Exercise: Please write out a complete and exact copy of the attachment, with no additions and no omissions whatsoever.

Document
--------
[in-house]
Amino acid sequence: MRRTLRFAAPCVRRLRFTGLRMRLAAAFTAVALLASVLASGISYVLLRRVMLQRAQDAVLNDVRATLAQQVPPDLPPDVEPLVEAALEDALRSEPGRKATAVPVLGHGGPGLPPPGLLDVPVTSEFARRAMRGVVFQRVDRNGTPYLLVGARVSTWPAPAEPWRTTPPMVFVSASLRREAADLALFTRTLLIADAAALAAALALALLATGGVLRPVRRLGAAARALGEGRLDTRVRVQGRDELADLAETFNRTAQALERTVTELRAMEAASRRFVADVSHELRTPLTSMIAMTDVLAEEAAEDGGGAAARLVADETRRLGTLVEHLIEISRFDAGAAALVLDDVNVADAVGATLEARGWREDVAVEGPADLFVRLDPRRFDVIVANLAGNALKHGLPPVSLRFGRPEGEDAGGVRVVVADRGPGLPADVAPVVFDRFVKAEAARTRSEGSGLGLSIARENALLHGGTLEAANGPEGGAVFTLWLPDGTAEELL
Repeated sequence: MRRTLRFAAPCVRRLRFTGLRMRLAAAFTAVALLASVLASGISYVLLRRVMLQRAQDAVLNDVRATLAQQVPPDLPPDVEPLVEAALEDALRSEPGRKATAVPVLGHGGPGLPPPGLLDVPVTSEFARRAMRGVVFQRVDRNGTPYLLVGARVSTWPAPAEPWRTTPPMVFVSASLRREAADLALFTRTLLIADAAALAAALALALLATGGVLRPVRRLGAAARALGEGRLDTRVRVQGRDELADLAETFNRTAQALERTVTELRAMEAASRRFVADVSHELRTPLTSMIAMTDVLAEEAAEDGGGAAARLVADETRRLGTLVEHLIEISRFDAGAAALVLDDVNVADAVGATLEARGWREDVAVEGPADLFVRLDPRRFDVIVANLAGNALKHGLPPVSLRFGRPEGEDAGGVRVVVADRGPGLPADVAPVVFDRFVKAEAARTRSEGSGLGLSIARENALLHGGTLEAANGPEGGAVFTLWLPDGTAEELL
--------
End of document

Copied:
[in-house]
Amino acid sequence: MRRTLRFAAPCVRRLRFTGLRMRLAAAFTAVALLASVLASGISYVLLRRVMLQRAQDAVLNDVRATLAQQVPPDLPPDVEPLVEAALEDALRSEPGRKATAVPVLGHGGPGLPPPGLLDVPVTSEFARRAMRGVVFQRVDRNGTPYLLVGARVSTWPAPAEPWRTTPPMVFVSASLRREAADLALFTRTLLIADAAALAAALALALLATGGVLRPVRRLGAAARALGEGRLDTRVRVQGRDELADLAETFNRTAQALERTVTELRAMEAASRRFVADVSHELRTPLTSMIAMTDVLAEEAAEDGGGAAARLVADETRRLGTLVEHLIEISRFDAGAAALVLDDVNVADAVGATLEARGWREDVAVEGPADLFVRLDPRRFDVIVANLAGNALKHGLPPVSLRFGRPEGEDAGGVRVVVADRGPGLPADVAPVVFDRFVKAEAARTRSEGSGLGLSIARENALLHGGTLEAANGPEGGAVFTLWLPDGTAEELL
Repeated sequence: MRRTLRFAAPCVRRLRFTGLRMRLAAAFTAVALLASVLASGISYVLLRRVMLQRAQDAVLNDVRATLAQQVPPDLPPDVEPLVEAALEDALRSEPGRKATAVPVLGHGGPGLPPPGLLDVPVTSEFARRAMRGVVFQRVDRNGTPYLLVGARVSTWPAPAEPWRTTPPMVFVSASLRREAADLALFTRTLLIADAAALAAALALALLATGGVLRPVRRLGAAARALGEGRLDTRVRVQGRDELADLAETFNRTAQALERTVTELRAMEAASRRFVADVSHELRTPLTSMIAMTDVLAEEAAEDGGGAAARLVADETRRLGTLVEHLIEISRFDAGAAALVLDDVNVADAVGATLEARGWREDVAVEGPADLFVRLDPRRFDVIVANLAGNALKHGLPPVSLRFGRPEGEDAGGVRVVVADRGPGLPADVAPVVFDRFVKAEAARTRSEGSGLGLSIARENALLHGGTLEAANGPEGGAVFTLWLPDGTAEELL